Appeals court upholds Cedar Rapids man's conviction for strangling his neighbor

Powers was found guilty of first-degree murder in Nov. 2012

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The Iowa Court of Appeals denied an appeal Wednesday for a Cedar Rapids man convicted of strangling and killing his elderly neighbor in 2010, ruling there was substantial evidence of the crime and the trial judge didn’t abuse her discretion regarding jury deliberation time.

Jerome Power, 50, was found guilty of first-degree murder Nov. 20, 2012 for the strangulation death of his neighbor Doris Bevins, 68, of Cedar Rapids, on Sept. 19, 2010. Power, who poured a cup of water on his attorney’s head during the trial, was sentenced to life in prison.

Power, in the appeal, doesn’t admit to killing Bevins but argued “the attacker” didn’t act deliberately with premeditation – it was “spur of the moment,” according to the appeal. He states Bevins being strangled with pajama pants, an unlikely murder weapon, shows a lack of forethought.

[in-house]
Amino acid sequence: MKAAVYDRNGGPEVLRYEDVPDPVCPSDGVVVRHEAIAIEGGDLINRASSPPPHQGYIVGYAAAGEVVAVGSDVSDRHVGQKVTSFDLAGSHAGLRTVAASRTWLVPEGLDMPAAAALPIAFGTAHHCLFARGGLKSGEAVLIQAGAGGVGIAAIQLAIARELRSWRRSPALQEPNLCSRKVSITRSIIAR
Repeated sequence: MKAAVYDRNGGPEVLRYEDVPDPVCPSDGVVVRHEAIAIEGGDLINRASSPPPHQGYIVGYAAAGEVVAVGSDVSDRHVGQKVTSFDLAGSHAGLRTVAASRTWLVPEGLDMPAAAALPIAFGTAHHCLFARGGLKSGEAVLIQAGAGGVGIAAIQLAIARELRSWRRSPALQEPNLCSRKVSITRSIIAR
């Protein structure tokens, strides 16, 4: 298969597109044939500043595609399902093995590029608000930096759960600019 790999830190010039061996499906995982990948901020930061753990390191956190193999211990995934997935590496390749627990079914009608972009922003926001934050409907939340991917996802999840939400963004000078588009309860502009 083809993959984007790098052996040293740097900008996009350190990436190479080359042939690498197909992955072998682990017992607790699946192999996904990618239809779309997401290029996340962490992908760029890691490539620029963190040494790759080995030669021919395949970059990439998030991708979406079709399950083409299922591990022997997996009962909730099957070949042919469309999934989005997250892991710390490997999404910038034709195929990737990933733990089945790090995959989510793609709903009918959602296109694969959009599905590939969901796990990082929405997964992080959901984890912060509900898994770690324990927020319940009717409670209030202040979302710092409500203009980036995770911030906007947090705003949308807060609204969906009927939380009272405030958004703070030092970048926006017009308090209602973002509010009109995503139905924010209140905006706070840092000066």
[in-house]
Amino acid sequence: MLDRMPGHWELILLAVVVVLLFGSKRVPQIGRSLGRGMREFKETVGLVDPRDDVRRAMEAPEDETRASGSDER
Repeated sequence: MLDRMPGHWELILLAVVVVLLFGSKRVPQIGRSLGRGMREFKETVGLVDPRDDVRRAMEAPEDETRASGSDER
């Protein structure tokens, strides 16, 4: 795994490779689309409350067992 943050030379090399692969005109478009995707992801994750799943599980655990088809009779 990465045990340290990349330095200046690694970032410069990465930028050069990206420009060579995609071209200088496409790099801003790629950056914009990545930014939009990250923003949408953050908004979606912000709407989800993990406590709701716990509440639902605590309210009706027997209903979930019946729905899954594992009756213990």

The state contends that deliberation and premeditation doesn’t have to exist for any length of time and using pajama pants to strangle someone could not be unintentional or have a lawful purpose.

“The state’s evidence did not leave much room for the jury to wonder ‘whodunit,’” the opinion stated.

Bevins’ door was deadbolted when officers arrived and after breaking a window to gain access, they found Power inside hiding by an entry door, according to testimony.

Power also claimed the trial court abused its discretion of giving the “Allen” charge to jurors who after nine hours of deliberating said they hadn’t reached a unanimous verdict. The charge encourages the jurors to go back and try to reach a unanimous verdict.

Power in the appeal claims the instruction was “coercive.”

According to the opinion, the supplemental instruction given by the judge “encouraged thoughtful consideration of all viewpoints before forming individual judgments.”

l Comments: (319) 398-8318;

l Comments: (319) 398-8318;

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